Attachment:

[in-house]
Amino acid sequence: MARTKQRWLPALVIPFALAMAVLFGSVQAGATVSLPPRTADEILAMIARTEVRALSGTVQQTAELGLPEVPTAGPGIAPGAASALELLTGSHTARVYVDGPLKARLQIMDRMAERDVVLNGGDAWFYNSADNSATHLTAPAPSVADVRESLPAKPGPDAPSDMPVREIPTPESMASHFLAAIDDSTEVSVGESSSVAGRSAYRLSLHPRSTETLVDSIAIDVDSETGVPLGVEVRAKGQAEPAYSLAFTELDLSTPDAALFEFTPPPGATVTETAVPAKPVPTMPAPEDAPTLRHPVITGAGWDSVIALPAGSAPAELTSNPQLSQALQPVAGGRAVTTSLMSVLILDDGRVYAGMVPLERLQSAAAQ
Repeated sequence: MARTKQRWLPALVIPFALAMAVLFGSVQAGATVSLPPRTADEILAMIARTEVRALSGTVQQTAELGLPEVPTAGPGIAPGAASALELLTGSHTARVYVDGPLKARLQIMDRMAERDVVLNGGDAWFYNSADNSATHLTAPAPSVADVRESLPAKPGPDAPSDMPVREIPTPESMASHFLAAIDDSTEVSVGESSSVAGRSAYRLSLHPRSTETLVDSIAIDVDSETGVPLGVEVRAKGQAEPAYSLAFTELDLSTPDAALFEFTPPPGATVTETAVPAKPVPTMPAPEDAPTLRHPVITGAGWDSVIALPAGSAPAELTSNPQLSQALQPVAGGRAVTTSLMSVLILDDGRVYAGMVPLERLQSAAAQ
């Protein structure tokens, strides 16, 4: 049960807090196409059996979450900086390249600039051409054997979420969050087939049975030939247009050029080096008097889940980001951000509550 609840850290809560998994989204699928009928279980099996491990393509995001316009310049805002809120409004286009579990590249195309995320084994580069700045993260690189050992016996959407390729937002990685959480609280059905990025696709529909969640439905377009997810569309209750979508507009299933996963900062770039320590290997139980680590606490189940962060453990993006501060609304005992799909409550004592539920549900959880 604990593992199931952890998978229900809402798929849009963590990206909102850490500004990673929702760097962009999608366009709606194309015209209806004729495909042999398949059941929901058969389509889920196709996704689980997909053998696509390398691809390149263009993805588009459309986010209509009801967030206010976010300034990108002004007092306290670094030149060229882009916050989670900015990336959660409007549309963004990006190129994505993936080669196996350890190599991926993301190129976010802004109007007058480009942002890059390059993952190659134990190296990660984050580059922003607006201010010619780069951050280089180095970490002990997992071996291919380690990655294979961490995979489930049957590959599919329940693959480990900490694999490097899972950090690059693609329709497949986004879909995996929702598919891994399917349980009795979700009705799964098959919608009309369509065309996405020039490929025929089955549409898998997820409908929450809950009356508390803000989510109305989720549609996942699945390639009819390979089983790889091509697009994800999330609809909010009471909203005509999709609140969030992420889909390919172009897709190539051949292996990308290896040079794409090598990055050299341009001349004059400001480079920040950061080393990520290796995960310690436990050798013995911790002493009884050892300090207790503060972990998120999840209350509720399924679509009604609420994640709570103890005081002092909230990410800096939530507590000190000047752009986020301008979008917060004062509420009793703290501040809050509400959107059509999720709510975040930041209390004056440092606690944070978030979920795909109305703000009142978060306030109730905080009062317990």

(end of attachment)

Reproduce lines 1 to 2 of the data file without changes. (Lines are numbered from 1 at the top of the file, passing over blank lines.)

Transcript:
[in-house]
Amino acid sequence: MARTKQRWLPALVIPFALAMAVLFGSVQAGATVSLPPRTADEILAMIARTEVRALSGTVQQTAELGLPEVPTAGPGIAPGAASALELLTGSHTARVYVDGPLKARLQIMDRMAERDVVLNGGDAWFYNSADNSATHLTAPAPSVADVRESLPAKPGPDAPSDMPVREIPTPESMASHFLAAIDDSTEVSVGESSSVAGRSAYRLSLHPRSTETLVDSIAIDVDSETGVPLGVEVRAKGQAEPAYSLAFTELDLSTPDAALFEFTPPPGATVTETAVPAKPVPTMPAPEDAPTLRHPVITGAGWDSVIALPAGSAPAELTSNPQLSQALQPVAGGRAVTTSLMSVLILDDGRVYAGMVPLERLQSAAAQ